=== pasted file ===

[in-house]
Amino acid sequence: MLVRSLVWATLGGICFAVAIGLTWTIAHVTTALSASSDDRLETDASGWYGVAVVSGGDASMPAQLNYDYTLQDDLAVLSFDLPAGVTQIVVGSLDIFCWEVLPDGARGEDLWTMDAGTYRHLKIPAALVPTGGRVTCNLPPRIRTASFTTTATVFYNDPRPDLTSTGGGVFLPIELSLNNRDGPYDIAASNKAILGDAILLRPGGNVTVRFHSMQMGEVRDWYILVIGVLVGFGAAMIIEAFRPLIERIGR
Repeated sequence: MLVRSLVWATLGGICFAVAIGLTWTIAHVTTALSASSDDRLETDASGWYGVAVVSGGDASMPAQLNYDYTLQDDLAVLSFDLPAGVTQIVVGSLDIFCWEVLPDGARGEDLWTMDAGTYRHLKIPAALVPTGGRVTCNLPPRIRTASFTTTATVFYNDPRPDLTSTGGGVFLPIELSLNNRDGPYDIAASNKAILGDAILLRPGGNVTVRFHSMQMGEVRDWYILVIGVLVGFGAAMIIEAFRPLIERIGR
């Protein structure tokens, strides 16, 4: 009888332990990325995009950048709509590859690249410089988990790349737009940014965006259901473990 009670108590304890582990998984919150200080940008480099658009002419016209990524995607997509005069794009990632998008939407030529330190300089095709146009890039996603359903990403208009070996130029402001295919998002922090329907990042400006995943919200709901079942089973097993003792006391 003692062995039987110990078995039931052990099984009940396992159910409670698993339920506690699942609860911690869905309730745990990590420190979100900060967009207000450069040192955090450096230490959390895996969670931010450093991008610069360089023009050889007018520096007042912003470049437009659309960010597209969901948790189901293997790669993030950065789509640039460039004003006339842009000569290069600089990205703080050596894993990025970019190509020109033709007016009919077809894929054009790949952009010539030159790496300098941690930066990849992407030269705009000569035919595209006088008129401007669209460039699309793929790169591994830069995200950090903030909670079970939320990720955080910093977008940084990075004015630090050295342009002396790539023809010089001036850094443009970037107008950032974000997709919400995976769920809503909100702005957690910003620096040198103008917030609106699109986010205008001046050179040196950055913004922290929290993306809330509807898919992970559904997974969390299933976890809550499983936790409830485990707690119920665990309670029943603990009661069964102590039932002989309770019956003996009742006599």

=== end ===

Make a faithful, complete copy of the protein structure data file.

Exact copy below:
[in-house]
Amino acid sequence: MLVRSLVWATLGGICFAVAIGLTWTIAHVTTALSASSDDRLETDASGWYGVAVVSGGDASMPAQLNYDYTLQDDLAVLSFDLPAGVTQIVVGSLDIFCWEVLPDGARGEDLWTMDAGTYRHLKIPAALVPTGGRVTCNLPPRIRTASFTTTATVFYNDPRPDLTSTGGGVFLPIELSLNNRDGPYDIAASNKAILGDAILLRPGGNVTVRFHSMQMGEVRDWYILVIGVLVGFGAAMIIEAFRPLIERIGR
Repeated sequence: MLVRSLVWATLGGICFAVAIGLTWTIAHVTTALSASSDDRLETDASGWYGVAVVSGGDASMPAQLNYDYTLQDDLAVLSFDLPAGVTQIVVGSLDIFCWEVLPDGARGEDLWTMDAGTYRHLKIPAALVPTGGRVTCNLPPRIRTASFTTTATVFYNDPRPDLTSTGGGVFLPIELSLNNRDGPYDIAASNKAILGDAILLRPGGNVTVRFHSMQMGEVRDWYILVIGVLVGFGAAMIIEAFRPLIERIGR
């Protein structure tokens, strides 16, 4: 009888332990990325995009950048709509590859690249410089988990790349737009940014965006259901473990 009670108590304890582990998984919150200080940008480099658009002419016209990524995607997509005069794009990632998008939407030529330190300089095709146009890039996603359903990403208009070996130029402001295919998002922090329907990042400006995943919200709901079942089973097993003792006391 003692062995039987110990078995039931052990099984009940396992159910409670698993339920506690699942609860911690869905309730745990990590420190979100900060967009207000450069040192955090450096230490959390895996969670931010450093991008610069360089023009050889007018520096007042912003470049437009659309960010597209969901948790189901293997790669993030950065789509640039460039004003006339842009000569290069600089990205703080050596894993990025970019190509020109033709007016009919077809894929054009790949952009010539030159790496300098941690930066990849992407030269705009000569035919595209006088008129401007669209460039699309793929790169591994830069995200950090903030909670079970939320990720955080910093977008940084990075004015630090050295342009002396790539023809010089001036850094443009970037107008950032974000997709919400995976769920809503909100702005957690910003620096040198103008917030609106699109986010205008001046050179040196950055913004922290929290993306809330509807898919992970559904997974969390299933976890809550499983936790409830485990707690119920665990309670029943603990009661069964102590039932002989309770019956003996009742006599």